Suzuki and others back away from biofuels

Although biofuels have been hyped as the alternative to fossil fuels that will save the world, there has always been the negative opinion that the amount of fossil fuel energy used to produce biofuels is almost equal to what is actually produced, making it an inefficient process at best.

That may be optimistic as this 2005 article from Cornell University points out.

“There is just no energy benefit to using plant biomass for liquid fuel,” says David Pimentel, professor of ecology and agriculture at Cornell. “These strategies are not sustainable.”

Pimentel and Tad W. Patzek, professor of civil and environmental engineering at Berkeley, conducted a detailed analysis of the energy input-yield ratios of producing ethanol from corn, switch grass and wood biomass as well as for producing biodiesel from soybean and sunflower plants. Their report is published in Natural Resources Research (Vol. 14:1, 65-76).

It took him a while, but now it seems that even environmentalist David Suzuki has figured out that biofuels may not be the answer to our problems.

Proponents of biofuels, which are often made from plants such as corn or sugar cane, often point to their many advantages over fossil fuels like gasoline. Biofuels are less toxic or non-toxic in comparison to fossil fuels. They are a renewable resource, whereas once fossil fuels are gone, they’re gone. And biofuels can be grown just about anywhere you can grow crops, reducing the need for giant pipelines or oil tankers, and potentially helping to reduce conflicts in areas like the Middle East.

So far so good. But things start to get complicated when you look more closely. Much has already been debated about the energy requirements to produce some biofuels, especially corn-based ethanol. Ethanol made from corn only contains marginally more energy than what is needed to produce it. In fact, we use about a litre’s worth of fossil fuels to grow, harvest, process, and transport a litre of corn-based ethanol. Many people argue that making corn-based ethanol is more of an agricultural subsidy for farmers than it is a sound environmental policy.

Things get even dodgier for biofuels when you look at the land area that would be needed to grow fuel crops. We use a lot of fossil fuels. Switching to biofuels would not reduce the demand for fuel, just change the way we get it. And that would require a lot of land. In fact, substituting just 10 per cent of fossil fuels to biofuels for all our vehicles would require about 40 per cent of the entire cropland in Europe and North America. That is simply not sustainable.

But Dr. Suzuki’s figures are more optimistic that those produced by the Cornell study. In fact, according the Cornell research it would seem that with reference to biofuels we may be going entirely in the wrong direction.

In terms of energy output compared with energy input for ethanol production, the study found that:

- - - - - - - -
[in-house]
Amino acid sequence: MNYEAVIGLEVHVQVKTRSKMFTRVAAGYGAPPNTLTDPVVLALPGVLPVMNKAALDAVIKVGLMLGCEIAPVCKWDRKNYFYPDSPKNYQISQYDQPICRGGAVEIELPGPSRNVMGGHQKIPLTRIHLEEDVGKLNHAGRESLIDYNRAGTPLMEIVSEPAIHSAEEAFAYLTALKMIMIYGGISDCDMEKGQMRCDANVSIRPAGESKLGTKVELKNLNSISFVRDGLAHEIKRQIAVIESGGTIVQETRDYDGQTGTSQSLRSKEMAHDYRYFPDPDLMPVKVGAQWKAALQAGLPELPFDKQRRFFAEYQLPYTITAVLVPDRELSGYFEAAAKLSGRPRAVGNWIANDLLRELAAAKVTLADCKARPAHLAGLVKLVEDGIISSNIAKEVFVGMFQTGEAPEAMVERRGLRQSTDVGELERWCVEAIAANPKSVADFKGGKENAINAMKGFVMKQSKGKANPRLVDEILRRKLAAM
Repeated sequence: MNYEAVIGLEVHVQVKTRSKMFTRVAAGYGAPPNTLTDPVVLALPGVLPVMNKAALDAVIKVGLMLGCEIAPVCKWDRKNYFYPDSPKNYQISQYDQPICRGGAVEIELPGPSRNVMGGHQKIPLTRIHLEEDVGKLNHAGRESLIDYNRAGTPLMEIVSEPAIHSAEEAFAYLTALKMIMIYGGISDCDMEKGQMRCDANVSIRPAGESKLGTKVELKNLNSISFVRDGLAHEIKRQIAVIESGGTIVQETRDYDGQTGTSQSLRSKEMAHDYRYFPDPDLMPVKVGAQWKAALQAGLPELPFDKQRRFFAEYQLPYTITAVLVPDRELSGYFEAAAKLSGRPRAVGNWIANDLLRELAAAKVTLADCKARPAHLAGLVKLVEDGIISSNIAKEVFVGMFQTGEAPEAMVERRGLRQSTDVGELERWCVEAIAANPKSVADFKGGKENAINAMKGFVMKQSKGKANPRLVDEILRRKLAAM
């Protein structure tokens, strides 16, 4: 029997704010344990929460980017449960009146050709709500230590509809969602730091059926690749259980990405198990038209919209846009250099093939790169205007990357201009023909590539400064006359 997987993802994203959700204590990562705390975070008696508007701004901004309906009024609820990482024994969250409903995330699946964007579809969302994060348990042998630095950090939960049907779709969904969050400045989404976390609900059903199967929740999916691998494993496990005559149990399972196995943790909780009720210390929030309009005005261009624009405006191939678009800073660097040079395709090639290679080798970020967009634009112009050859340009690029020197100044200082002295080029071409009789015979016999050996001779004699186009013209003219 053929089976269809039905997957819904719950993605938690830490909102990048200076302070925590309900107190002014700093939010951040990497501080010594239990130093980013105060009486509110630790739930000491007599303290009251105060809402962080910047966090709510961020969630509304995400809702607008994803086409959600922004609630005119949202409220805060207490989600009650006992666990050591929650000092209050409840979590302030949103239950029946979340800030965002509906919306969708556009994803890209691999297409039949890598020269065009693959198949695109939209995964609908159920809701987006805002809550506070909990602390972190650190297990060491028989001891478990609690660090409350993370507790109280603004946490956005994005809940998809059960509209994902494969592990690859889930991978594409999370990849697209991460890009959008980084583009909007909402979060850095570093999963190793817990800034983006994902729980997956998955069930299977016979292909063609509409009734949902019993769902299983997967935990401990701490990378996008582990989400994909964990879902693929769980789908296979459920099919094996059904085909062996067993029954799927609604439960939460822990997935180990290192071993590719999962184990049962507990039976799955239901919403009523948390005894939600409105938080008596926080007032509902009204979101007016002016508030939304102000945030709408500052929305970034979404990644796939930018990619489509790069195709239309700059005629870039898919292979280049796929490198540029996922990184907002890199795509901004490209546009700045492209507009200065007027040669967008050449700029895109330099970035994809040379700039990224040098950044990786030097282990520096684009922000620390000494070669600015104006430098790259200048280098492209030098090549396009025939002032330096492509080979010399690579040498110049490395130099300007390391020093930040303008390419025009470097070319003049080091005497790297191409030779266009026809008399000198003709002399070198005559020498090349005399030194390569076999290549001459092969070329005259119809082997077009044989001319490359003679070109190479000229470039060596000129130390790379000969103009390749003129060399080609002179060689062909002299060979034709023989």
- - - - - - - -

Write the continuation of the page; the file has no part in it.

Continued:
* corn requires 29 percent more fossil energy than the fuel produced;
* switch grass requires 45 percent more fossil energy than the fuel produced; and
* wood biomass requires 57 percent more fossil energy than the fuel produced.
In terms of energy output compared with the energy input for biodiesel production, the study found that:* soybean plants requires 27 percent more fossil energy than the fuel produced, and
* sunflower plants requires 118 percent more fossil energy than the fuel produced.

 What we are now doing in our rush to embrace the ethanol fad is growing food to make fuel. It’s a bonanza for many farmers as the demand for their crops to make biofuels is driving up grain prices, but it is already starting to drive up food prices to the consumer.

China has apparently already figured this out but it may take a lot more to derail the biofuel train in North America.

China’s communist rulers announced a moratorium on the production of ethanol from corn and other food crops yesterday at the very time that Western leaders are rushing to embrace alternative food-based fuel technology.

Beijing’s move underlines concerns that ethanol production is driving up rapidly the costs of corn and grain. It appears to reflect a growing reality about food-based alternative fuel: it is far more expensive both economically and environmentally, than Western politicians are likely to admit.

Calls for biofuels are politically attractive for European and US politicians, amid rising petrol prices and concerns about global warming and an overreliance on Middle Eastern oil.

Communist officials in Beijing, however, who do not have the political concerns of democratically elected leaders in the West, have reacted to a rapid rise in food prices and an intense demand on farm land that threatens to make ethanol production unsustainable.

President Bush, who with Britain wants to see a huge increase in corn-based ethanol, called in January for the annual production of 35 billion gallons of corn-based ethanol in the US.

Although that is a hugely popular rhetoric in the Mid-west wheat belt states — the heart of America’s political battleground — environmentalists soon pointed out that such a goal would require an additional 129,000 square miles of farmland, an area the size of Kansas and Iowa combined.

The rush to corn-based ethanol is causing food-price inflation in the US, as it increases the cost of corn grain feedstock and the availability of the crop for such staples as cereal and corn syrup. The ethanol boom has created mass planting of corn at the expense of other crops, which helps to drive up prices, too. Futures prices for corn in the US have nearly doubled in eight months.

There are never simple answers. Just more questions.

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